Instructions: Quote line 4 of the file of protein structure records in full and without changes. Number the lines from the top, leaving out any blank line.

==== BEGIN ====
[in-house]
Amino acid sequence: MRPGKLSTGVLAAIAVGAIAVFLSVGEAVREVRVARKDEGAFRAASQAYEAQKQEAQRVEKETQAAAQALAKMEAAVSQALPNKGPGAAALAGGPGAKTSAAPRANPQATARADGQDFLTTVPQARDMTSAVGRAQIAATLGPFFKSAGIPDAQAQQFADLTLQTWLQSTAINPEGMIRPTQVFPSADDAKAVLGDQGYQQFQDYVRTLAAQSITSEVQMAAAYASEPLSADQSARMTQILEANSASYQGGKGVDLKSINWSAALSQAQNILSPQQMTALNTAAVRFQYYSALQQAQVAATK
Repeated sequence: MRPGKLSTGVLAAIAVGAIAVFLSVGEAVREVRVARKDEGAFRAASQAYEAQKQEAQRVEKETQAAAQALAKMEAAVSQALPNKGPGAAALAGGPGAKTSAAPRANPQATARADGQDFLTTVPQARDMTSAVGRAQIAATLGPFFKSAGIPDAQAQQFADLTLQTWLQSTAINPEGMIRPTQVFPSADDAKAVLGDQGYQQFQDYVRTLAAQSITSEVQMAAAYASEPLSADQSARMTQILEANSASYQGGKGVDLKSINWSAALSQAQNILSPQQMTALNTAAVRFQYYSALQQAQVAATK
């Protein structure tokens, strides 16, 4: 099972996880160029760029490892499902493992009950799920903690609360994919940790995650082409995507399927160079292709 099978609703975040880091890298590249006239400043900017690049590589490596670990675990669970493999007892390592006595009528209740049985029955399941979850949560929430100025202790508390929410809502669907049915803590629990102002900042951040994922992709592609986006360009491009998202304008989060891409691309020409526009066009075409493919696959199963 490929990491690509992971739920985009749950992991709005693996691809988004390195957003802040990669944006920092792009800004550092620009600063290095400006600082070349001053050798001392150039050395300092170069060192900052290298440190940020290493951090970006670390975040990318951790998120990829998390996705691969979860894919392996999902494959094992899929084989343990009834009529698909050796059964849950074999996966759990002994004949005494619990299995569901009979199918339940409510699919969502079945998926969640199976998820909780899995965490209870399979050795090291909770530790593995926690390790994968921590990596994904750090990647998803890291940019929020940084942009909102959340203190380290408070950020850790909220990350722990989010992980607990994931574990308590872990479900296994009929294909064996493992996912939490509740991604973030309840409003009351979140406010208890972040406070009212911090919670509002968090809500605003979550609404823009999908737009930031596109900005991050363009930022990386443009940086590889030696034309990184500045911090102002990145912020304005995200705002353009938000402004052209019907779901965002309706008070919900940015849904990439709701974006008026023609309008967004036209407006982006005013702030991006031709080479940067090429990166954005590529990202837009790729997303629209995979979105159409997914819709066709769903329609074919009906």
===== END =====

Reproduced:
């Protein structure tokens, strides 16, 4: 099972996880160029760029490892499902493992009950799920903690609360994919940790995650082409995507399927160079292709 099978609703975040880091890298590249006239400043900017690049590589490596670990675990669970493999007892390592006595009528209740049985029955399941979850949560929430100025202790508390929410809502669907049915803590629990102002900042951040994922992709592609986006360009491009998202304008989060891409691309020409526009066009075409493919696959199963 490929990491690509992971739920985009749950992991709005693996691809988004390195957003802040990669944006920092792009800004550092620009600063290095400006600082070349001053050798001392150039050395300092170069060192900052290298440190940020290493951090970006670390975040990318951790998120990829998390996705691969979860894919392996999902494959094992899929084989343990009834009529698909050796059964849950074999996966759990002994004949005494619990299995569901009979199918339940409510699919969502079945998926969640199976998820909780899995965490209870399979050795090291909770530790593995926690390790994968921590990596994904750090990647998803890291940019929020940084942009909102959340203190380290408070950020850790909220990350722990989010992980607990994931574990308590872990479900296994009929294909064996493992996912939490509740991604973030309840409003009351979140406010208890972040406070009212911090919670509002968090809500605003979550609404823009999908737009930031596109900005991050363009930022990386443009940086590889030696034309990184500045911090102002990145912020304005995200705002353009938000402004052209019907779901965002309706008070919900940015849904990439709701974006008026023609309008967004036209407006982006005013702030991006031709080479940067090429990166954005590529990202837009790729997303629209995979979105159409997914819709066709769903329609074919009906």